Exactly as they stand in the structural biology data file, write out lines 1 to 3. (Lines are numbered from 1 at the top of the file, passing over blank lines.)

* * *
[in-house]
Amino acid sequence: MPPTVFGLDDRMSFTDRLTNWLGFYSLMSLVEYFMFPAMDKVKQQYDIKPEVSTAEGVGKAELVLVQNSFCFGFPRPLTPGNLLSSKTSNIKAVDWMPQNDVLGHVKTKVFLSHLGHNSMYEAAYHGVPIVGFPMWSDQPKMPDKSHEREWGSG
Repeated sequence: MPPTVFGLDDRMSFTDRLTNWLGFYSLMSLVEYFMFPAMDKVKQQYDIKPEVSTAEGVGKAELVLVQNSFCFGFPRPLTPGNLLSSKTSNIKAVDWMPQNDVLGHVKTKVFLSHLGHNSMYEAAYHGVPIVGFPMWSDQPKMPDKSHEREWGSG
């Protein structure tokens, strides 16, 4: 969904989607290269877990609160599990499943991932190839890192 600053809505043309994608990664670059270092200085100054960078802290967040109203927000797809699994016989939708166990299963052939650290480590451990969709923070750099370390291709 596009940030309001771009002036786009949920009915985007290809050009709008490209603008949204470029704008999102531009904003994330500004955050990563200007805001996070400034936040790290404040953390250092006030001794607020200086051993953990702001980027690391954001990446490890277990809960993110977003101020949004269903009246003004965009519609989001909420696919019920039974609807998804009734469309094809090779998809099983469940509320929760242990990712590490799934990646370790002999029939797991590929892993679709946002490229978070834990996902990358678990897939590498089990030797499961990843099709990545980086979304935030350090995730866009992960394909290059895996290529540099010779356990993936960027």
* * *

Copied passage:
[in-house]
Amino acid sequence: MPPTVFGLDDRMSFTDRLTNWLGFYSLMSLVEYFMFPAMDKVKQQYDIKPEVSTAEGVGKAELVLVQNSFCFGFPRPLTPGNLLSSKTSNIKAVDWMPQNDVLGHVKTKVFLSHLGHNSMYEAAYHGVPIVGFPMWSDQPKMPDKSHEREWGSG
Repeated sequence: MPPTVFGLDDRMSFTDRLTNWLGFYSLMSLVEYFMFPAMDKVKQQYDIKPEVSTAEGVGKAELVLVQNSFCFGFPRPLTPGNLLSSKTSNIKAVDWMPQNDVLGHVKTKVFLSHLGHNSMYEAAYHGVPIVGFPMWSDQPKMPDKSHEREWGSG